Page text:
- Student Loan Debt Is Keeping Adult Kids From Leaving the Nest
- 64 Countries Have a Smaller Gender Pay Gap Than the US, Study Says
- Take 5: A Roundup of Reads From Around the Web
- Trick-or-Treaters Want Cash, Not Treats
- Nearly Half of US Workers Don’t Have a Work-Based Retirement Plan
- Lotteries Are Losing Their Allure With Some Customers
- Cold Is Coming: 10 Ways to Winterproof Right Now
- Hundreds of Americans Surrender Citizenship to Avoid Taxes
The price of lunch at my kids’ school is going up. Again. This year, a school lunch will cost $2.75 per meal — that’s 20 percent more than last year. I know.
Unfortunately, many busy parents struggling to make ends meet may think that’s still a bargain for lunch. It’s not.
At those prices, a parent with two kids will shell out $990 over the course of a 180-day school year.
In fact, with the new school year beginning across the country, one of the easiest ways to save money is to bypass the school cafeteria fare and make your kids a brown-bag lunch at home. Whether it’s for school or the office, brown-bagging a sandwich, piece of fruit, and carrot sticks or a serving of chips will almost always be less expensive than buying lunch somewhere else.
Of course, not all sandwiches are created equal. For example, this year there’s a $61 club sandwich featuring Beluga caviar that’s being served at a five-star hotel in Hong Kong. And who can forget celebrity chef Martin Blunos’ $168 cheese sarnie?
Thankfully, the results of my fifth annual brown-bag sandwich price survey show that most folks will end up spending far less than that in 2013 — even for the most expensive sandwich on the list.
How the survey was conducted
As I have every year since conducting my first sandwich survey in 2009, I took a trip down to my local grocery store and recorded the per-serving costs of various ingredients for some of the most common brown-bag sandwiches: peanut butter and jelly; bologna; tuna; ham and Swiss; roast beef and cheddar; egg salad; salami; American cheese; turkey; and bacon, lettuce and tomato.
As in my past sandwich surveys, for consistency in determining prices of the individual sandwich ingredients, I only selected items with the cheapest per-unit cost, regardless of brand. To keep it simple, I also assumed all sandwiches would be made with wheat bread.
Here are the results of my price survey, conducted Aug. 3. The first graphic shows the sandwich serving sizes and per-serving costs for each ingredient. It also includes the percentage increase or decrease in the per-serving price of each item from last year’s survey:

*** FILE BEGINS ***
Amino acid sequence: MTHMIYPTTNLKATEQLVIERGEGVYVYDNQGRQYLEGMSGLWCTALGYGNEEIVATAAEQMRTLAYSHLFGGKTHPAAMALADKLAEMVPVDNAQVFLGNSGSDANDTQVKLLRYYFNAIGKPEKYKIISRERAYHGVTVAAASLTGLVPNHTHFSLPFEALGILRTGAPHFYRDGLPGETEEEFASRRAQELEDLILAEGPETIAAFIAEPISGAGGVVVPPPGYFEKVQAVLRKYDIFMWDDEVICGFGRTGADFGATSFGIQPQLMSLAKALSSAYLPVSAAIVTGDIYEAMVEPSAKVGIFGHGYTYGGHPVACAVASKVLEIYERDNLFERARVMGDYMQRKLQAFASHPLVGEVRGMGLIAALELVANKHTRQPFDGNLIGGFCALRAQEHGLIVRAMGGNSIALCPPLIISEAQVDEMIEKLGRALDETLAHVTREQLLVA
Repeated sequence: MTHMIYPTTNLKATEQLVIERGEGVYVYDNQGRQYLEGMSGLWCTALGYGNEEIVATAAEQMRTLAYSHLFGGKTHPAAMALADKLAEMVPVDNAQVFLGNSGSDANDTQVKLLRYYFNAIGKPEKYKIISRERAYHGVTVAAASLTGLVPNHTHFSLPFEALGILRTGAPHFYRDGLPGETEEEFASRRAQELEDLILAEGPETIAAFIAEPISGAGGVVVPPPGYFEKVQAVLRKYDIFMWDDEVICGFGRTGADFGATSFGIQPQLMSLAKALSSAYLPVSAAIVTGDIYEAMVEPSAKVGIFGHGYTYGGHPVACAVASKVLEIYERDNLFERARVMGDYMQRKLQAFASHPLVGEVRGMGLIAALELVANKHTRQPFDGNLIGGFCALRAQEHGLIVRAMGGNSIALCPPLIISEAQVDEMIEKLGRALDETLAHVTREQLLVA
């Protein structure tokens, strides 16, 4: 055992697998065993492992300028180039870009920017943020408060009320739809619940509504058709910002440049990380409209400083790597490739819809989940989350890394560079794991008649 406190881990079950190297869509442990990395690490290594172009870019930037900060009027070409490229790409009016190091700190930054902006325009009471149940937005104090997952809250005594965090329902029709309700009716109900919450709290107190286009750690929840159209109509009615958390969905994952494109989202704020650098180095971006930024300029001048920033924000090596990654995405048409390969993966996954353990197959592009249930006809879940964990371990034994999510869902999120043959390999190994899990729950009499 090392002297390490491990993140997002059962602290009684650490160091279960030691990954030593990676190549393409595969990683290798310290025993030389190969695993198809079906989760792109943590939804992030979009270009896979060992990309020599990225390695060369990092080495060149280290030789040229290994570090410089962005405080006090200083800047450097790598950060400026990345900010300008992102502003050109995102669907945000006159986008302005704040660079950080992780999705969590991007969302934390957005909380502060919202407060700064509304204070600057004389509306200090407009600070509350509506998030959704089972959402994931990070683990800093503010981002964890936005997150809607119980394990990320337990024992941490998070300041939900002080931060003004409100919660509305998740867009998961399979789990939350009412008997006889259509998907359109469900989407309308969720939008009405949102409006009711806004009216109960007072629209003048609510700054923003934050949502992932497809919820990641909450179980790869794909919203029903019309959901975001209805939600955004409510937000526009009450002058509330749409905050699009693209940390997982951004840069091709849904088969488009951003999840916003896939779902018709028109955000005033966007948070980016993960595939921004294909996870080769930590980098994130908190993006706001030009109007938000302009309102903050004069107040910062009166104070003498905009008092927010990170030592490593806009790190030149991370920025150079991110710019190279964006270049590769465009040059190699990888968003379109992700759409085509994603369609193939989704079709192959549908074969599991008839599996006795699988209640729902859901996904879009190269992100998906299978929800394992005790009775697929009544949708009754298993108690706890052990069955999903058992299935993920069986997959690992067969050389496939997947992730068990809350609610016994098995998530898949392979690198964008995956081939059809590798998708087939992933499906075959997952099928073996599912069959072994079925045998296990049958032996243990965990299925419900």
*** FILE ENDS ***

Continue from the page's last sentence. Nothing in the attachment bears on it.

With that data in hand, and with the use of my handy spreadsheet, it was no effort at all to determine the most economical sandwiches.
Here are the official Len Penzo dot Com rankings of the 10 most common brown-bag sandwiches in 2013. Rankings are based on total ingredient unit costs, from least to most expensive. As you can see, the most economical sandwich this year is bologna; a single sandwich costs just 41 cents. Bologna climbed two positions to displace last year’s crown holder, PB&J.
The next chart shows a year-by-year comparison for each sandwich since my first survey in 2009. As you can see, prices continue to climb. In 2009, the average price of the 10 sandwiches was 82 cents. Today, it’s $1.09; that’s an increase of 33 percent.
I realize that some people don’t use any spreads at all. I also understand that some folks enjoy two or three slices of bologna. And I know lettuce and tomato can be placed on sandwiches other than a BLT. If you make your sandwiches differently, you can simply look at my shopping survey numbers in the first chart and adjust the sandwich costs accordingly.
Observations and tips
- Providing my two kids with a brown-bag lunch containing either a PB&J or bologna sandwich, a piece of fruit, and a small bag of chips — rather than paying the school to feed them — will save me about $500 this year.
- Although bologna topped this year’s list as the most economical sandwich, over the last five years PB&J has been the better buy — but not by much. Since 2009, the PB&J has averaged just 39 cents per sandwich, a penny less than bologna.
- Don’t be afraid to buy store-brand peanut butter. As my blind peanut butter taste test experiment proved, it’s just as delicious — if not more so. It’s also typically more than 20 percent cheaper than the national brands.
- Try cooking your own ham or turkey and slicing it yourself to save even more money. Likewise, it’s also cheaper to buy block cheese and slice it at home.
- BLT lovers will be disheartened to learn that tomato prices doubled from last year. Remember, homegrown tomatoes are not only cheaper, but they also taste much better than anything you can buy from your grocer.
- The average cost of all 10 sandwiches on the list increased by 9 percent this year, thanks in large part to salami and albacore tuna prices that more than doubled. Even so, prices for six of the 10 sandwiches in my survey fell this year. Ham and Swiss, roast beef and cheddar, and bologna saw the biggest price drops.
- Speaking of tuna, earlier this year, a single one sold for $1.76 million. So perhaps it’s no coincidence that tuna salad has the dubious honor of being the most expensive sandwich in this year’s survey. That being said, compared with the price of a school lunch, a tuna sandwich remains a fairly economical option. Just don’t garnish it with Beluga caviar.